ULYANOVSK: Marina is the director at the Lenin family museum, and if the communist leader were alive today, he would probably use her life story as an example of the deficiencies of the current Russian state.
A teacher for twenty years before becoming director of the museum 10 years ago, Marina lives at home with her 26 year-old son and several cats and dogs. Her son is unemployed and 1/3 of her very small salary goes to housing and communal services, she said, probably living her with next to nothing in savings after food expenses.
Marina said she had borrowed money – in part to publish a book of poems and essays by local people – and has struggled to pay it back, taking out higher-interest loans to pay down existing debt. She hinted she was paying sky-high annual interest rates and facing personal bankruptcy.
Like many Russians over 40, Marina said ”life for the average person was better under communism than now.” She said her husband ”didn’t survive” the transformation of the 1990s, which she called a ”genocide.” She recalled caring for her ill father while raising her child during those years.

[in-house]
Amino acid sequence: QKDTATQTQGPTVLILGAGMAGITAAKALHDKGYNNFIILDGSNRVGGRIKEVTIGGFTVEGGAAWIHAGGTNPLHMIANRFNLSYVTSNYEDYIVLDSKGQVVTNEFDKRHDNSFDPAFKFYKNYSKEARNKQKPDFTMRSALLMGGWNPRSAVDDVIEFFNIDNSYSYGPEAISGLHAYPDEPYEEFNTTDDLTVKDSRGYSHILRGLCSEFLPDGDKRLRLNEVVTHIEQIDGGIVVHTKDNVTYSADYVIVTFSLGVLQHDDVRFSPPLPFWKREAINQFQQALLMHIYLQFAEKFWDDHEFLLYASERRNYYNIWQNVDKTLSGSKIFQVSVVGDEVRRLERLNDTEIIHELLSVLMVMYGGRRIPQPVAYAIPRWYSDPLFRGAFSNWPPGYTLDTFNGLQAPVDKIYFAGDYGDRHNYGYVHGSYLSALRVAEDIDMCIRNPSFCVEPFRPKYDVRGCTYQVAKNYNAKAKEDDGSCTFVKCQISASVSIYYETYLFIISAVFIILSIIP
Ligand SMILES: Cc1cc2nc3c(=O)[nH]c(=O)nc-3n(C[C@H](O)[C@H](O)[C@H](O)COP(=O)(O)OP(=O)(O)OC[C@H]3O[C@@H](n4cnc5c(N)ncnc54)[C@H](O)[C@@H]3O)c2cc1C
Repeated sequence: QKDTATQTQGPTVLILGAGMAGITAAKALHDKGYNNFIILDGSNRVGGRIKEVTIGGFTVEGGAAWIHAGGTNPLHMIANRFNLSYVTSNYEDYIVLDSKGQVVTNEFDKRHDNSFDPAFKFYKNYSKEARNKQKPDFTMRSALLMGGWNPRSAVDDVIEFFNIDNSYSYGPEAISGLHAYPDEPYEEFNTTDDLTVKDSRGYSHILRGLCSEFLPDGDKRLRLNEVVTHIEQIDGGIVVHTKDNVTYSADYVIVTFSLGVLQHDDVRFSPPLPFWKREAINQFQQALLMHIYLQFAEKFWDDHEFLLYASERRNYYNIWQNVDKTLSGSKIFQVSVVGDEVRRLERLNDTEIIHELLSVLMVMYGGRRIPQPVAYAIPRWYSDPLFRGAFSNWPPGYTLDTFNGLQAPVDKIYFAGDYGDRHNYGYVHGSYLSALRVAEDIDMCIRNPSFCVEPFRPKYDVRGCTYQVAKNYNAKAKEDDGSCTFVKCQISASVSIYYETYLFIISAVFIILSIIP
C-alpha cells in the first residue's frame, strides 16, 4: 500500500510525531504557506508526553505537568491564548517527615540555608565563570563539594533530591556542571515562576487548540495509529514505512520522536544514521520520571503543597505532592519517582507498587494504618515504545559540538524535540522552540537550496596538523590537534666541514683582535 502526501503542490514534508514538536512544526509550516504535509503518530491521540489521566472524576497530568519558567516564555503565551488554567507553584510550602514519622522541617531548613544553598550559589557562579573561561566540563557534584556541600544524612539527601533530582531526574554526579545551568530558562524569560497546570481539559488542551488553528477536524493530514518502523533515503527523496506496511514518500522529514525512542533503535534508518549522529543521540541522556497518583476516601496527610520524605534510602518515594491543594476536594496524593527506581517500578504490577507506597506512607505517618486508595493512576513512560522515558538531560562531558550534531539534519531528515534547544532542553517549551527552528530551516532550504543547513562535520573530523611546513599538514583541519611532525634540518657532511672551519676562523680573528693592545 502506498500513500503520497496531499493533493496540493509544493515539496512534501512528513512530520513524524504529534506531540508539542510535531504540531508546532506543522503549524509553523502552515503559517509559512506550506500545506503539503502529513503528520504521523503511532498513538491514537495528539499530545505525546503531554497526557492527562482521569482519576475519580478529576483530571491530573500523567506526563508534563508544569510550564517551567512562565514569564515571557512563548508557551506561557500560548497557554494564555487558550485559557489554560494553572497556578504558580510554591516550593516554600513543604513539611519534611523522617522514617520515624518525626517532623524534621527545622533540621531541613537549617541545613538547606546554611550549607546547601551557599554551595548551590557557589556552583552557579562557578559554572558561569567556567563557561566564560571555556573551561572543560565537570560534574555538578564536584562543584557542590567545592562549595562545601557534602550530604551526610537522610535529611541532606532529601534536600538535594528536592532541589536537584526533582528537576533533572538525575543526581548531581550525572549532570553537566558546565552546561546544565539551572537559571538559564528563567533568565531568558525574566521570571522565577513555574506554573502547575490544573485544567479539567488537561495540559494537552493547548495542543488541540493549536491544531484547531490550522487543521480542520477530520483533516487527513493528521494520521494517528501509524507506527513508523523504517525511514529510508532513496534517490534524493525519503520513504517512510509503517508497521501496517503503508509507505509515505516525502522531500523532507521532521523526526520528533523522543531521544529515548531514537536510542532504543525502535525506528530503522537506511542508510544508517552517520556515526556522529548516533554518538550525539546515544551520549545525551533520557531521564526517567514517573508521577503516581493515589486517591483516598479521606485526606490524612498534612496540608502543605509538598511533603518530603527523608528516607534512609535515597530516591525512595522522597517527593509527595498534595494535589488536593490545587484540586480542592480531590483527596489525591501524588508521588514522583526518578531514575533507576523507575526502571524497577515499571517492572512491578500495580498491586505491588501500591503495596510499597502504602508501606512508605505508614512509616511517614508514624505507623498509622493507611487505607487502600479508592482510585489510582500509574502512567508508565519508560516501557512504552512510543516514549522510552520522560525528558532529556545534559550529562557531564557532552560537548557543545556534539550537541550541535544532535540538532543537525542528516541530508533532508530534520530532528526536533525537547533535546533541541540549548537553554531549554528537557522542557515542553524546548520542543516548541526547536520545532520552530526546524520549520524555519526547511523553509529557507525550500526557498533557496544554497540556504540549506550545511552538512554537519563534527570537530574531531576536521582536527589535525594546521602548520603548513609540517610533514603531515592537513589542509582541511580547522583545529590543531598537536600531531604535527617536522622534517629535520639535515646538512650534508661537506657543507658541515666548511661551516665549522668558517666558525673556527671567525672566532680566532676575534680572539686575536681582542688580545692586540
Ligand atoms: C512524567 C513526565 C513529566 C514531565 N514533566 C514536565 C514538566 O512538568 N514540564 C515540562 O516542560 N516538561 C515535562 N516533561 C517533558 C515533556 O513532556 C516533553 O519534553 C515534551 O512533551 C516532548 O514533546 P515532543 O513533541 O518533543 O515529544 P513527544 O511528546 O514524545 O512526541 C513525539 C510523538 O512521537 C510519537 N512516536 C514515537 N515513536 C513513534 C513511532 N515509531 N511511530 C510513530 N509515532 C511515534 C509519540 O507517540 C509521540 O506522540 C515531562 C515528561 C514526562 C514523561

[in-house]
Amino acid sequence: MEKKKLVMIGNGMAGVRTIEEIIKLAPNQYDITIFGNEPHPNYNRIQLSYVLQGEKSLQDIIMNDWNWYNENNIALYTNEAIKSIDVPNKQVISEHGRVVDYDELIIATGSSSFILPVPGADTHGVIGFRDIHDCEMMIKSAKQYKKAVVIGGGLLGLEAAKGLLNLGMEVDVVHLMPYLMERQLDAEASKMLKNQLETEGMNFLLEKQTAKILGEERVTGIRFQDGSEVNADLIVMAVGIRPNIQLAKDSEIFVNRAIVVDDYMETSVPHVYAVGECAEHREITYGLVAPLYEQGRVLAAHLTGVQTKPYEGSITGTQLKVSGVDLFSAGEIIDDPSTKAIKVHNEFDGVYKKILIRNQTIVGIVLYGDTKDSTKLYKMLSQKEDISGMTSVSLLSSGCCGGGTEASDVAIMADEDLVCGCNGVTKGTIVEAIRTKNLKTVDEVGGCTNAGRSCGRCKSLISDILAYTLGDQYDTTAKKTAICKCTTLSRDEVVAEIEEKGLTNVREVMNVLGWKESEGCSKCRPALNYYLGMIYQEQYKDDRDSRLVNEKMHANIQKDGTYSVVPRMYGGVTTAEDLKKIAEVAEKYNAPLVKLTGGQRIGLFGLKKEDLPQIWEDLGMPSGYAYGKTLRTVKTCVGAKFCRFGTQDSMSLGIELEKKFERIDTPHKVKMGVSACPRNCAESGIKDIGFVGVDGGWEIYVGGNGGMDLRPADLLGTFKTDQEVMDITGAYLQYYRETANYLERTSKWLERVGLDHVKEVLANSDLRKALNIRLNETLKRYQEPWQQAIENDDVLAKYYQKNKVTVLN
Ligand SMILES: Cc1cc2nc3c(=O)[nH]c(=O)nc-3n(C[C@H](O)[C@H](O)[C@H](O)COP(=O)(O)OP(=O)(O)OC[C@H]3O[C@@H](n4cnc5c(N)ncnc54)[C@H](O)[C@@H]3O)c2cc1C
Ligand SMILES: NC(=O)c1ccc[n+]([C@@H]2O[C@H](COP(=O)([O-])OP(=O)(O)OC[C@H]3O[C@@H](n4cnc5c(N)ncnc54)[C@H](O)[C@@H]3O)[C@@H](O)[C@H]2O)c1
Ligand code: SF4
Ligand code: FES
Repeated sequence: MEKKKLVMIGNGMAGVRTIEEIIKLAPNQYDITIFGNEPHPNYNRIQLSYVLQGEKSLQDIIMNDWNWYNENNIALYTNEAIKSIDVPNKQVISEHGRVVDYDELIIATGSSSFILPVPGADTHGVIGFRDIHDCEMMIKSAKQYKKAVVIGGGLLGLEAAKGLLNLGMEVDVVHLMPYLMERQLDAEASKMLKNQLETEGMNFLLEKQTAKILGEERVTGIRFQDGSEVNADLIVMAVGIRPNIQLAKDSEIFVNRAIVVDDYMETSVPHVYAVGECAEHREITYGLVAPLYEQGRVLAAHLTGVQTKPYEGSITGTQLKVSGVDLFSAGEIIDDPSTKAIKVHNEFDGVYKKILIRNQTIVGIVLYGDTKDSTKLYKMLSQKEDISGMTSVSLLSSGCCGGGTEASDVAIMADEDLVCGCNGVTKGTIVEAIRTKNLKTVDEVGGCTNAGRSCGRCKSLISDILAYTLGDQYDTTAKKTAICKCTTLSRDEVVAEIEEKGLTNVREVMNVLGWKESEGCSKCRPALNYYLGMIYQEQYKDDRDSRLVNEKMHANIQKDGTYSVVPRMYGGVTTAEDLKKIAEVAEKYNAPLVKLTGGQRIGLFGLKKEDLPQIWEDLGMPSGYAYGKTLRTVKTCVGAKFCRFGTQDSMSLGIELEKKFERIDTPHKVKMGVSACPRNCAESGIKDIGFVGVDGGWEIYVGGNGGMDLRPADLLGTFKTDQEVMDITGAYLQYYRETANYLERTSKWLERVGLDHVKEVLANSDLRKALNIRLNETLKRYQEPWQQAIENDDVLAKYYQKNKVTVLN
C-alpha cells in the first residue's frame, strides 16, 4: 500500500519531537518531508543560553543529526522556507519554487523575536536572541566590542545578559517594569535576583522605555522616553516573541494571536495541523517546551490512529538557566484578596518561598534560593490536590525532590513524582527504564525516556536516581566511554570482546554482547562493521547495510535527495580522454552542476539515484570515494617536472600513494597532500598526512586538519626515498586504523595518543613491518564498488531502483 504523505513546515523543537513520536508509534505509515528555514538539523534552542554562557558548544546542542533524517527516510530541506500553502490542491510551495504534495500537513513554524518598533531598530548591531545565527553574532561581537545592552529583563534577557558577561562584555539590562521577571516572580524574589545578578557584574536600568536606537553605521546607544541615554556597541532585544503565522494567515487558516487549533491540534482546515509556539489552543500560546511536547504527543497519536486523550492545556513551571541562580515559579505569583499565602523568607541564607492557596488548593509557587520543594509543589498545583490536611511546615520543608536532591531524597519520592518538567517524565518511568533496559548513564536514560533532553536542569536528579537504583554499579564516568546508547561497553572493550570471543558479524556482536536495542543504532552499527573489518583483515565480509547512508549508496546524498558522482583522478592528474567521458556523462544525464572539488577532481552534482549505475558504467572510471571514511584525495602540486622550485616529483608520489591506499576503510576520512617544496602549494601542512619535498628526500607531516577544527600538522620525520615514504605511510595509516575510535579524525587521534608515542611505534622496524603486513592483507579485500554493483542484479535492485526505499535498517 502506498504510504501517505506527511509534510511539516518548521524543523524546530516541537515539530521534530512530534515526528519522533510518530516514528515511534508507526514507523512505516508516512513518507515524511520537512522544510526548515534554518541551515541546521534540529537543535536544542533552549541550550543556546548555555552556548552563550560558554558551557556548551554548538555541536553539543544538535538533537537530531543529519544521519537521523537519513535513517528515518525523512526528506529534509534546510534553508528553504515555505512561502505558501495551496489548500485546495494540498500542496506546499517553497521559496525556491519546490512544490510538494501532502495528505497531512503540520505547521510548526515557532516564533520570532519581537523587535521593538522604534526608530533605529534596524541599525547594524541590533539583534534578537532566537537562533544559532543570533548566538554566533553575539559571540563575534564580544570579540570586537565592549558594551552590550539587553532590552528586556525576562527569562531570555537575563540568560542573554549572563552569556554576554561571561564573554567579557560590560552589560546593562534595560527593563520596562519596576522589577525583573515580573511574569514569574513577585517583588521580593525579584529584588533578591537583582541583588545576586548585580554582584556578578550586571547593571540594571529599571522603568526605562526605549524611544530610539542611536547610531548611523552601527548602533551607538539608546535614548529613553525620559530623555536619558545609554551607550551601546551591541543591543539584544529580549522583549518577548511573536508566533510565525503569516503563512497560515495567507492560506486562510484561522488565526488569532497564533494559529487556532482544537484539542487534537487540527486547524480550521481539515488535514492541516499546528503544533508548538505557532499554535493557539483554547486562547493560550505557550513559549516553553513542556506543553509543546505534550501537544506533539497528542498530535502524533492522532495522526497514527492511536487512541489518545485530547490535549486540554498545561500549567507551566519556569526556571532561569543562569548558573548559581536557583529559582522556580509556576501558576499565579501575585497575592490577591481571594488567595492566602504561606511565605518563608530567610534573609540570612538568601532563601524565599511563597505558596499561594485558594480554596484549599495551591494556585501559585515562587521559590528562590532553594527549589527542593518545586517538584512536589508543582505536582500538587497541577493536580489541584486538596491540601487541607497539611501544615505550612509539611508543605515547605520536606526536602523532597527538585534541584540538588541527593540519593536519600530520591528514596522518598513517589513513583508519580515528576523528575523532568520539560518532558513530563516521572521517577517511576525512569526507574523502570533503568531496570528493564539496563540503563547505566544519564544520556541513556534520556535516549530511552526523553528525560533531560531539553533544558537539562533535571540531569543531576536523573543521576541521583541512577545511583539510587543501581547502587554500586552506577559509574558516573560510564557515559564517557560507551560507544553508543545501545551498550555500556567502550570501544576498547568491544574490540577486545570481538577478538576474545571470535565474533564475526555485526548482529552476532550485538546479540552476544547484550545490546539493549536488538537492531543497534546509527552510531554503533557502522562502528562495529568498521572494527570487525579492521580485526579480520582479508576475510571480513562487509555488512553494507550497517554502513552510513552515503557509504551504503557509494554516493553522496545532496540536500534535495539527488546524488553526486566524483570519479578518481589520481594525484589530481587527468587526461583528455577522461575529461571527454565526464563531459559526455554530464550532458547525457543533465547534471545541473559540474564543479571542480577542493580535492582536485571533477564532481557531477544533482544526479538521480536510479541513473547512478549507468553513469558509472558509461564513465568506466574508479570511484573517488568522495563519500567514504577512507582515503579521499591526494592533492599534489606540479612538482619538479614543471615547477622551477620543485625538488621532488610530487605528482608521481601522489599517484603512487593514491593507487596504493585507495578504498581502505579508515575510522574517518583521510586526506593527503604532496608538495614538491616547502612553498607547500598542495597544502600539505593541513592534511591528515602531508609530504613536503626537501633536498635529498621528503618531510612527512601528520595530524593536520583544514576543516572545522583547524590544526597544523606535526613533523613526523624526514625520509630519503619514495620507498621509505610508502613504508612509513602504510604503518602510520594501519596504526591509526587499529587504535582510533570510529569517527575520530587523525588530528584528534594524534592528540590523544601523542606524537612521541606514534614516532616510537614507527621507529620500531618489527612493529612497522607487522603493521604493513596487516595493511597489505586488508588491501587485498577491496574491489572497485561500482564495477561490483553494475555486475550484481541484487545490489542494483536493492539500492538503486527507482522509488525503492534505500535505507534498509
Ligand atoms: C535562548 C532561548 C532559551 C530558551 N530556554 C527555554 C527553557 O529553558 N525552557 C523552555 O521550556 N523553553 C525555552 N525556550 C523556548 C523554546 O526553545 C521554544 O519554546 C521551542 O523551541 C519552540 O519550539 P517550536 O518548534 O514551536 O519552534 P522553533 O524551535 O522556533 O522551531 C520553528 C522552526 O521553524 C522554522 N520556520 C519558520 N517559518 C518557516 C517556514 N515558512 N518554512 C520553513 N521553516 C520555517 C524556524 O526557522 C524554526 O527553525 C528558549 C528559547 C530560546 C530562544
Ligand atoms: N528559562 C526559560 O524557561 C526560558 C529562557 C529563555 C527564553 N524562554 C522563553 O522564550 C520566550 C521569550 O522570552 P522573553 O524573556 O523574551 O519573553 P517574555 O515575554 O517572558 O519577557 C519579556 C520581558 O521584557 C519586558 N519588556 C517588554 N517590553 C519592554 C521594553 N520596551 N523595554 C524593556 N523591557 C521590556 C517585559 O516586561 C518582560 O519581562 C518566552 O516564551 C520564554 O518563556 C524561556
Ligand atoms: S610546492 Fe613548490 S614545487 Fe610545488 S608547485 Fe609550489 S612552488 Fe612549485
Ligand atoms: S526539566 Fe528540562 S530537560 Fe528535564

The tears welling in her eyes disappear when she turns the topic to literature, her passion. Marina organizes a weekly Sunday meeting of enthusiasts at the top floor of the museum, where they read aloud poems and other literature.
Marina said she holds a yearly writing contest among the public, publishing the best poems in a book. The government no longer supports the annual publication and she hasn’t been able to find money to publish 100 copies of last year’s collection.
As for Lenin, Marina said her ”whole life is connected with him” in some way. She went to the same school that Lenin attended and wore pins with Lenin’s face on it as a school girl. She said she has a favorable opinion of him, highlighting his promotion of schooling and literacy.